Study supports payers’ efforts to address SDOH using analytics
A new report is calling for payers, healthcare providers, health systems and others to urgently and immediately address social determinants of health.
The focus on non-medical factors for improving health has received increased attention, and many payers are already adapting approaches to take SDOH into account, says the report by PwC Health Research Institute, a global consulting firm.
“The costs of inaction cannot be escaped,” according to the study, entitled, "Action required: The urgency of addressing social determinants of health.”
“As governments, payers and communities demand more results for the money they are spending, forward-thinking leaders will seize the potential of social determinants of health to right the system so it can produce better outcomes for all,” the report contends.
PwC’s Health Research Institute conducted a global survey in June of 8,000 people in eight territories, along with interviews of healthcare executives and an analysis of more than 20 case studies. Based on its findings, PwC projects that by 2025, many countries will see obesity/overweight rates exceeding 68 percent of their populations.
Despite the severity of the trend, the study found that 57 percent of consumers surveyed have never been approached by their doctors to discuss how social factors could be negatively affecting their health.
Kelly Barnes, PwC's global and US health industries leader, says the benefits of innovative healthcare will essentially be negated if people don't have social support and access to the resources needed to keep them well. "This is not optional; healthcare and government organizations that don't act on social determinants will spend more and more money, only to watch health status decline," she says.
The report calls for a society-wide effort to stall or prevent the advance of chronic disease, particularly those caused by obesity. PwC says data and analytics will be crucial in this effort—to generate the data insights needed to inform decision-making. Predictive analytics will also be needed to address the behaviors of both individuals and populations.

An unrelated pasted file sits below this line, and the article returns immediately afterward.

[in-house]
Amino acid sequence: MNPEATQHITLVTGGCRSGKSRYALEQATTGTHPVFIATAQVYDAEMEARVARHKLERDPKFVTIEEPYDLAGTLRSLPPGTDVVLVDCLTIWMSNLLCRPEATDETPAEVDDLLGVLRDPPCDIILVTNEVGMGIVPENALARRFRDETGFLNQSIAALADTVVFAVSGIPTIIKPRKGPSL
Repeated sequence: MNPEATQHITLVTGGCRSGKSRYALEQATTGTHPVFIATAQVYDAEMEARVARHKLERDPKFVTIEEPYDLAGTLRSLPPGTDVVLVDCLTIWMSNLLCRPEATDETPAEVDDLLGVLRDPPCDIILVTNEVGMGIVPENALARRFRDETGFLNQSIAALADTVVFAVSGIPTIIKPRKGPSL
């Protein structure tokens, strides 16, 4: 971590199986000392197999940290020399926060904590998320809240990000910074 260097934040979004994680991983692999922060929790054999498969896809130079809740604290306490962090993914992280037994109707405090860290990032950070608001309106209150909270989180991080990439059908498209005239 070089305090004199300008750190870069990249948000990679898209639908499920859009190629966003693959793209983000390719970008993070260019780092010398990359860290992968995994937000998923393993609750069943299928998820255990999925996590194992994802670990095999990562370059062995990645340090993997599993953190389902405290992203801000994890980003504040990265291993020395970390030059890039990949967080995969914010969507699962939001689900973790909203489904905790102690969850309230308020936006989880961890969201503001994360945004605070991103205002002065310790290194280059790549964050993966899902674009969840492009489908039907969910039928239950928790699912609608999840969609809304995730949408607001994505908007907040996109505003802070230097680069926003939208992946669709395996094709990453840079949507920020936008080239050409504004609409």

“Many consumers do feel some individual responsibility to make a change, but 47 percent of respondents to [the HRI] survey indicated healthcare providers are not sharing predictions about what healthcare services these patients may need in the future considering their medical history,” PwC says. “Even if people find the motivation, they often lack the information or tools to prevent chronic conditions.”
According to PwC, SDOH strategies must be grounded in the way people live and work. Some 56 percent of those surveyed said they use or plan to use their smartphone to support their heath, but technology can only work if it is embraced and trusted by the community members expected to use it, PwC says.
PwC also emphasizes the need to build the collective will to address SDOH and the importance of developing a framework that enables partners to work toward common goals addressing SDOH.
"Leaders in social determinants of health have built coalitions, harnessed the potential of data and predictive analytics, and identified where early investments in an intervention can have tremendous impact on people's health and lives," Barnes says. "We can't underestimate the transformative effect this action can have not only on health systems and governments, but the healthy life years we can give to more people across the globe."
PwC’s report follows a July study by RAM Technologies, which found that Medicare Advantage plans appear to be at the forefront of pushing SDOH to aid in success under risk-based payment models. However, they can’t succeed without input from others. Providers are an essential link, not only between payers and patients, but between payers and community service organizations that help with SDOH, say the authors of RAM’s report.
The PwC report can be accessed at http://pwc.com/sdoh.